Now, last time it was basically games that only played two players. With three players, it isn’t often that you find a game that just plays three players. Most of the time games say 2-4 or 2-5 players, because that sells a whole lot better […]
Tag: Cephalofair Games
We had another character retire, this one, so it’s time to do a bit of a write-up on it. The Summoner was not a character that I played, but an interesting character that a friend played, however, it didn’t seem like the easiest character to […]
Back with some more Gloomhaven character reviews, this one isn’t one that I’ve played but that another player is currently playing in our game.
This is part of a group that we weren’t sure was going to be a great group because we generally all felt like we had more support based characters and without a strong attacking character we wondered how we’d hold up. It took us a little bit to get the characters figured out and really set-up to play them but now the group has become quite powerful.
The Quartermaster has generally become our tank character, though the Sawbones, can be a tank at times. The Quartermaster is the tank because of their ability to manipulate items that they have. So while they might end up having to burn a card or two, as long as they are discarding cards, they generally can keep a full hand. That’s very handy as it allows our group to get going longer and because of that, they don’t always need to be taking long rests and can keep the enemy distracted when other characters might be getting low on cards and need to be taking those rests.
The Quartermaster really shines when it comes to item use. Now, it doesn’t always have to be to get back cards, but by using items at the right time and refreshing the items, the Quartermaster can do a ton of damage. This is probably some of the reason that this character got off to the rough start because without the full compliment of items they can have trouble dealing out that much damage. They aren’t an extremely low damage character, but probably middle level damage character with not many attacks that focus on an area or do other negative effects. Building up that collection of items to make them higher damage or able to hit a larger area makes a big difference, especially as the monsters are a good amount tougher at the higher levels.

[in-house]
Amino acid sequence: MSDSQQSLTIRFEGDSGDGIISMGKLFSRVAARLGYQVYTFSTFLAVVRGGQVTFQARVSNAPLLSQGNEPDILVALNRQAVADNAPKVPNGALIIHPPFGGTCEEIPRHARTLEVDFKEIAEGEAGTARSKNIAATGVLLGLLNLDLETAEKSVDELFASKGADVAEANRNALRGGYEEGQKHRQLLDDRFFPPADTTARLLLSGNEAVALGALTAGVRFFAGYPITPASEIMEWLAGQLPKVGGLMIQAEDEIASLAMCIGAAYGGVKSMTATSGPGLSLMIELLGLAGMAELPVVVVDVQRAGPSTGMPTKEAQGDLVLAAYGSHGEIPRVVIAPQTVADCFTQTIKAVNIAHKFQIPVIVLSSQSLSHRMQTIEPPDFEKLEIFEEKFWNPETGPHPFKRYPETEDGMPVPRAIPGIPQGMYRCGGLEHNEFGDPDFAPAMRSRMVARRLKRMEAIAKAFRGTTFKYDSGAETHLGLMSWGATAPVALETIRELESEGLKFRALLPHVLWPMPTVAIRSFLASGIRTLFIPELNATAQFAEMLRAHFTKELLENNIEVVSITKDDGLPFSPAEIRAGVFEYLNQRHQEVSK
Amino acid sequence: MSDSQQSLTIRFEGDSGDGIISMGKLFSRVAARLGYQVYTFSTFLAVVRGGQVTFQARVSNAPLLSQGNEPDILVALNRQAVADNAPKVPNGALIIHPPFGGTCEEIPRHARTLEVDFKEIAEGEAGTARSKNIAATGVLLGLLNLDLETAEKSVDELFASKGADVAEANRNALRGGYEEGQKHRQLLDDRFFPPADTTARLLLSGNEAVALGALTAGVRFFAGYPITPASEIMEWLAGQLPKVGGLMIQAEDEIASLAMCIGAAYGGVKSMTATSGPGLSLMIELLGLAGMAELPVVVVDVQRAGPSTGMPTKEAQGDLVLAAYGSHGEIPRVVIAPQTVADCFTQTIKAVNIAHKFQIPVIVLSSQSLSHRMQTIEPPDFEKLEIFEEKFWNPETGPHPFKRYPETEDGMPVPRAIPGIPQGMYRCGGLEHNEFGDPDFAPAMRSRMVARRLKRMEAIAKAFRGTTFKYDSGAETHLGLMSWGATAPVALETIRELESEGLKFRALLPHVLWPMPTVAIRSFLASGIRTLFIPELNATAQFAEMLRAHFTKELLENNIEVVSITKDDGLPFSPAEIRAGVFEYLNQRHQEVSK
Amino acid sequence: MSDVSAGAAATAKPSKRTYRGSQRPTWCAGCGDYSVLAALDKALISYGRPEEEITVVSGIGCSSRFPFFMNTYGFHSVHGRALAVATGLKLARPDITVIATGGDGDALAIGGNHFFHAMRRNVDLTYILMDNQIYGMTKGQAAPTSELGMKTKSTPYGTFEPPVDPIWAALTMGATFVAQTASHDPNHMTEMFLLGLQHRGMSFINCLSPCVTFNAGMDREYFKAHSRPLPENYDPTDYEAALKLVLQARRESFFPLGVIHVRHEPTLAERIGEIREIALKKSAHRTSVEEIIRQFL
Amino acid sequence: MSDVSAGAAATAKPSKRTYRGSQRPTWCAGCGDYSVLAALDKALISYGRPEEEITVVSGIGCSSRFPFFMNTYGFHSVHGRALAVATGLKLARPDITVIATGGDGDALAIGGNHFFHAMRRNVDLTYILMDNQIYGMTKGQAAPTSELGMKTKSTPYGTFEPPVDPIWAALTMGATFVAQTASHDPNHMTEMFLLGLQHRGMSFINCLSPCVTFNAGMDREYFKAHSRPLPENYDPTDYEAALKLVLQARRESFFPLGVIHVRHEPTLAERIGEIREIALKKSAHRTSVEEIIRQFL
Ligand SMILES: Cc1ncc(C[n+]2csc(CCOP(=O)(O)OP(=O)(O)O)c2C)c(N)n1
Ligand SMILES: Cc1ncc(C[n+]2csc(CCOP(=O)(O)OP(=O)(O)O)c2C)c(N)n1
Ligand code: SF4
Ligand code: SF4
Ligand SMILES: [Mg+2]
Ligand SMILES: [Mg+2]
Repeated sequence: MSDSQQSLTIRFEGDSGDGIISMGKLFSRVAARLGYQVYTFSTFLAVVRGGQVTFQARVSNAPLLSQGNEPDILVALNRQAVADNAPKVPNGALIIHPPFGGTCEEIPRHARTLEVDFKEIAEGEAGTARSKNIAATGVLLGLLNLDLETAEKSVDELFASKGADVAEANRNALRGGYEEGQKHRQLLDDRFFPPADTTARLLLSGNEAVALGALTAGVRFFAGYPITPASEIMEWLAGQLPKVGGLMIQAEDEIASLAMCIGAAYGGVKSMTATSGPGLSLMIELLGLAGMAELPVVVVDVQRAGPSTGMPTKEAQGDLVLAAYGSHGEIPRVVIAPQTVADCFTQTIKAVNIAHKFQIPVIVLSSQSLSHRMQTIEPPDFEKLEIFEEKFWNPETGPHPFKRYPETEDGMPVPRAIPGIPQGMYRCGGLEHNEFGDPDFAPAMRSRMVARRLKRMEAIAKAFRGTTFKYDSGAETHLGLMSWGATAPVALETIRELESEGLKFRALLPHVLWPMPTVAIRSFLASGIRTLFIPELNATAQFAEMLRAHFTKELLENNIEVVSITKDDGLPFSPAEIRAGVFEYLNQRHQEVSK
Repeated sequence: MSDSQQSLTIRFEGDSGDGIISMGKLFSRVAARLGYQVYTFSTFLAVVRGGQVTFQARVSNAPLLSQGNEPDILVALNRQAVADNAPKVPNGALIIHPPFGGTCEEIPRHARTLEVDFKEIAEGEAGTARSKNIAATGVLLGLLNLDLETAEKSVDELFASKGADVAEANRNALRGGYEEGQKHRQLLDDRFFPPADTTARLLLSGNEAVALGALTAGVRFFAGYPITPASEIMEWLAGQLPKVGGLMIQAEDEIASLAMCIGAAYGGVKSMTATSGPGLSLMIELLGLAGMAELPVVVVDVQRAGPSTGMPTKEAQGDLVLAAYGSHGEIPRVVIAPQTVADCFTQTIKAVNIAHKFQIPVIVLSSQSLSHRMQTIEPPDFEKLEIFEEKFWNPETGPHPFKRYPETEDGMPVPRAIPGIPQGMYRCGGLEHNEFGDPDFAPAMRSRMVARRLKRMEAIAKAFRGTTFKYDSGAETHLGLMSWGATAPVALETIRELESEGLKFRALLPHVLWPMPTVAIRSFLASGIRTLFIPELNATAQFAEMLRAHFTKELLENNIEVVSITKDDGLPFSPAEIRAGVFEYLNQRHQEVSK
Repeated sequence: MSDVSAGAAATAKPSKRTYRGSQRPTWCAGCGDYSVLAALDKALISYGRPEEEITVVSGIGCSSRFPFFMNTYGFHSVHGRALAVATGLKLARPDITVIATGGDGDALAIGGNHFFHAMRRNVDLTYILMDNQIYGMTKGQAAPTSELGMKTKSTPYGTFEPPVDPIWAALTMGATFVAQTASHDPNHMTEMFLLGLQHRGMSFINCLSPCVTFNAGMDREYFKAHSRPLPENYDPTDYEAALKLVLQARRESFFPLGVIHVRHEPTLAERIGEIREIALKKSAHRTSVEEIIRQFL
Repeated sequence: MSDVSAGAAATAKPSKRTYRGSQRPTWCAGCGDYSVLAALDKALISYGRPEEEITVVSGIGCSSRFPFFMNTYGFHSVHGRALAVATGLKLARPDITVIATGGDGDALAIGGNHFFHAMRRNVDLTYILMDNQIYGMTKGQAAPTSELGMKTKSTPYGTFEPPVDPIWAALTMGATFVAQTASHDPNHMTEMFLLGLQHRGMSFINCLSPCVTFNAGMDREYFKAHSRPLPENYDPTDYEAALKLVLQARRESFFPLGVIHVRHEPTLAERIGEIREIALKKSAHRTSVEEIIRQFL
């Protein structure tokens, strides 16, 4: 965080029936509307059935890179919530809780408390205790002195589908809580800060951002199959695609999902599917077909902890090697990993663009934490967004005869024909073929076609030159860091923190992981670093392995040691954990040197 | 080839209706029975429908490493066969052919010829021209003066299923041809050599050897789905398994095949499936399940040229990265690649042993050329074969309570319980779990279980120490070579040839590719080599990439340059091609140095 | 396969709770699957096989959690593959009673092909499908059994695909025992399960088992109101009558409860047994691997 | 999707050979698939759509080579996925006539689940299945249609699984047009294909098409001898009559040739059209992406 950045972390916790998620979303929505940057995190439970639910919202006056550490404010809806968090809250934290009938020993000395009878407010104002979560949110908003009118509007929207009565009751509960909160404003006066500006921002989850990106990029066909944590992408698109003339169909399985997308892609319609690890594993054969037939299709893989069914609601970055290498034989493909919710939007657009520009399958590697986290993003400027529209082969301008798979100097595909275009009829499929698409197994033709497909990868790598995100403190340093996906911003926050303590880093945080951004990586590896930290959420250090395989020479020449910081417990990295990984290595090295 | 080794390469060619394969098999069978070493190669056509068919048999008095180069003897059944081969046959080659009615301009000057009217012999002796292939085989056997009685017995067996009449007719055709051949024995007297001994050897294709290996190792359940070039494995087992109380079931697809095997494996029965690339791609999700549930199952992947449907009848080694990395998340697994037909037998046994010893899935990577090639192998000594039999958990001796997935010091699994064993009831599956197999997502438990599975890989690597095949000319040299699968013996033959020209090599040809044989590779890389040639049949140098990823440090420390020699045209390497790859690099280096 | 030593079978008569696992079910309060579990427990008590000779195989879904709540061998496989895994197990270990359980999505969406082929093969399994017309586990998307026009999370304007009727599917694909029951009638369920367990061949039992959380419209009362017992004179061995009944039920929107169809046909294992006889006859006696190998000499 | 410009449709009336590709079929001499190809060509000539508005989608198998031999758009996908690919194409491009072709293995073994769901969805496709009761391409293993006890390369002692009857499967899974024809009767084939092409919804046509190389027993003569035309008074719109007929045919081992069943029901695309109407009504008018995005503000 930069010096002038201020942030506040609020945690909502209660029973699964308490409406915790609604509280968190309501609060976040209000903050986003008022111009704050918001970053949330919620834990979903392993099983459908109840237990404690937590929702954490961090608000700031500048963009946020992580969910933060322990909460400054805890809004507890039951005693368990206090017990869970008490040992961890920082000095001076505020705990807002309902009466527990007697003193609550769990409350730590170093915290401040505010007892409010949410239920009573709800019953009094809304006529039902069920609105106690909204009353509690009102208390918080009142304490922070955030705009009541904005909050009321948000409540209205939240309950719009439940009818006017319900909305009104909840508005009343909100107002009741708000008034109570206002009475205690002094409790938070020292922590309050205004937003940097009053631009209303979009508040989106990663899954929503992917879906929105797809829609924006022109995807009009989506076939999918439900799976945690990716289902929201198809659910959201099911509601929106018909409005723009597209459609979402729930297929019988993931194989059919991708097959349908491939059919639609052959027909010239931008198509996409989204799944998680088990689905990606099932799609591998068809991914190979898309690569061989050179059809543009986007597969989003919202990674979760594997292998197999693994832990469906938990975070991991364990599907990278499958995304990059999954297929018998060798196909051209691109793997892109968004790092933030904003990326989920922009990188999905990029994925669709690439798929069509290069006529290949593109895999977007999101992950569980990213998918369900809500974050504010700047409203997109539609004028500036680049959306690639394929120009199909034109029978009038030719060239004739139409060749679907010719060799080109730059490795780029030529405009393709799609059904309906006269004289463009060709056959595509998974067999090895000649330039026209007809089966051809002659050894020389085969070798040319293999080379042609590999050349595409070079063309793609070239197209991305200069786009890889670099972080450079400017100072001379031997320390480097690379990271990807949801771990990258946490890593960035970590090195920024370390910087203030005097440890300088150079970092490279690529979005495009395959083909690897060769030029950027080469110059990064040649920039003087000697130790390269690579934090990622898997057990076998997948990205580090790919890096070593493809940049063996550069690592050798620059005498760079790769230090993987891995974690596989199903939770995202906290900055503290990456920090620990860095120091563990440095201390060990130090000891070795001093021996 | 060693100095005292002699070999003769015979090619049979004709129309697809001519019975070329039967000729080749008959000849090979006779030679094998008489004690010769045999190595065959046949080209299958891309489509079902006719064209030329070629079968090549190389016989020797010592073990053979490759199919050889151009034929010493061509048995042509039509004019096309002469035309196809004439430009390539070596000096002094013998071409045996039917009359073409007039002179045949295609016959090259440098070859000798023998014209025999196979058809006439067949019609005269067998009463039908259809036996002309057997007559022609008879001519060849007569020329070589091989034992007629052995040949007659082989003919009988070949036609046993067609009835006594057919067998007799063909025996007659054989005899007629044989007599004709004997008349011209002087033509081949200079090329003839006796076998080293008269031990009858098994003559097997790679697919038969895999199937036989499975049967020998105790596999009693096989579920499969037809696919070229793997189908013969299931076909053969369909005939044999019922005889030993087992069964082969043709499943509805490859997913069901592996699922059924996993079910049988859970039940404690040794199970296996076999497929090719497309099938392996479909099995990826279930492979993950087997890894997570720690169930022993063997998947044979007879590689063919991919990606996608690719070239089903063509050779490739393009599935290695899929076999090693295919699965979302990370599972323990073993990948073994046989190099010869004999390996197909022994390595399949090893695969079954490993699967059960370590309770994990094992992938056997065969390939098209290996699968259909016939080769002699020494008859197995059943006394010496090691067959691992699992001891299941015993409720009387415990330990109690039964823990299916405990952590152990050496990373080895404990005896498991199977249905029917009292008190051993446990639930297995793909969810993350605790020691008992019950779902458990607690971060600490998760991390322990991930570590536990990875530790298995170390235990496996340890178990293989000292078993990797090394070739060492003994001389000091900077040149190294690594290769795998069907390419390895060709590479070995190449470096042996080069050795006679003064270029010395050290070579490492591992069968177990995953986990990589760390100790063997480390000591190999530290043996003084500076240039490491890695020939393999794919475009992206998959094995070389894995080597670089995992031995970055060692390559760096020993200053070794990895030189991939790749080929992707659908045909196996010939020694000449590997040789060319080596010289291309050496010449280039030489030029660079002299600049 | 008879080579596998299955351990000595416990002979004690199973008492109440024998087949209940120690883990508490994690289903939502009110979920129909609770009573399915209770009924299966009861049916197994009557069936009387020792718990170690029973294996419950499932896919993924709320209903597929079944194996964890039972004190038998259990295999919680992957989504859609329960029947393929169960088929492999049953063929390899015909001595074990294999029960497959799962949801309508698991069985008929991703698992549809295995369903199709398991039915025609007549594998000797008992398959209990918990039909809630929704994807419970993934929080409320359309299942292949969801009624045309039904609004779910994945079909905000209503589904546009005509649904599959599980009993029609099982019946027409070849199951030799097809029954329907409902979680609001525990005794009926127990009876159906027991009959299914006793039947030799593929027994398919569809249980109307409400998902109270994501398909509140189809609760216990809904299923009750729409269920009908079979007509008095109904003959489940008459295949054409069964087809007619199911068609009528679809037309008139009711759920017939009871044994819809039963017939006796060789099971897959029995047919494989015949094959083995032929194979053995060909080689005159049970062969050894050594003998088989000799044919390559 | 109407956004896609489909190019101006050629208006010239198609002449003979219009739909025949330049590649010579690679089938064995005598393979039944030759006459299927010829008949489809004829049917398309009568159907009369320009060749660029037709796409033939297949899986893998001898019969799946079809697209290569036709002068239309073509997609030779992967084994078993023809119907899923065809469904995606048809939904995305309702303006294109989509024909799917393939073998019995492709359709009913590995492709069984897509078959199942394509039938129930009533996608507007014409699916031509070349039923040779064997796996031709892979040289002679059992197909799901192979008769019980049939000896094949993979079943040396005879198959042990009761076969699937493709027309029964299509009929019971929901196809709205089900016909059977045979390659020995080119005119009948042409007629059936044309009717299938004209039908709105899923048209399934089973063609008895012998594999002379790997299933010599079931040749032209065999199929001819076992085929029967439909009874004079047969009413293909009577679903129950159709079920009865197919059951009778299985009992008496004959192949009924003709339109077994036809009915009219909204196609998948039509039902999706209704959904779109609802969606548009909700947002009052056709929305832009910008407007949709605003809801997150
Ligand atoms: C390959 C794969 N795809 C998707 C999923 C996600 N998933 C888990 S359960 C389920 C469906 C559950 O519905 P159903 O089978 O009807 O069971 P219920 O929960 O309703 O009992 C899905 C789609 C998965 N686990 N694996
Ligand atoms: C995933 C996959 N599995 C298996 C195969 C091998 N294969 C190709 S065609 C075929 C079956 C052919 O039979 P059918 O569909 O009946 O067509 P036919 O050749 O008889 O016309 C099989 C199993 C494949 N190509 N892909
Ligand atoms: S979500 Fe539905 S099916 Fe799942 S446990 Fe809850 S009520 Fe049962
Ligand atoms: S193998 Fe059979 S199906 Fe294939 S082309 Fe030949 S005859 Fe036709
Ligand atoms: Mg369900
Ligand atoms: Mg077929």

Generally, I feel like this character is fairly mobile around the battlefield, which you want for a character who can tank. This is especially the case as they aren’t generally the fastest character in terms of going in initiative. We did originally run into the problem with the group of characters, and with the previous group of characters, that we weren’t always the most mobile around the battlefield. I think with this group we’ve focused more in on that which has been quite useful in some scenarios where you need to make it to multiple points or make it in and then leave or even just maps that are spread out the extra movement from the Quartermaster and the other characters has been helpful.
Overall, this seems like an interesting character to play and eventually when coming back to this game or as we unlock more characters, I could see trying this character to see if you could tweak the build in another way that would still use items but might help the party with items more so than themselves and see if the Quartermaster can be more support character.
This is my second character, so I’ve only played him a couple of times thus far. But I feel like I have a decent grasp on what this character can do.
The Soothsinger is an interesting character, I picked my original retirement objective because of the symbol that was for the soothsinger. It is musical notes, so in most other systems it probably would be considered a bard. In Dungeons and Dragons, a bard is a capable fighter because of their spells, and while I likely could make the Soothsinger into a capable fighter by my card selection, it really shines as a support character.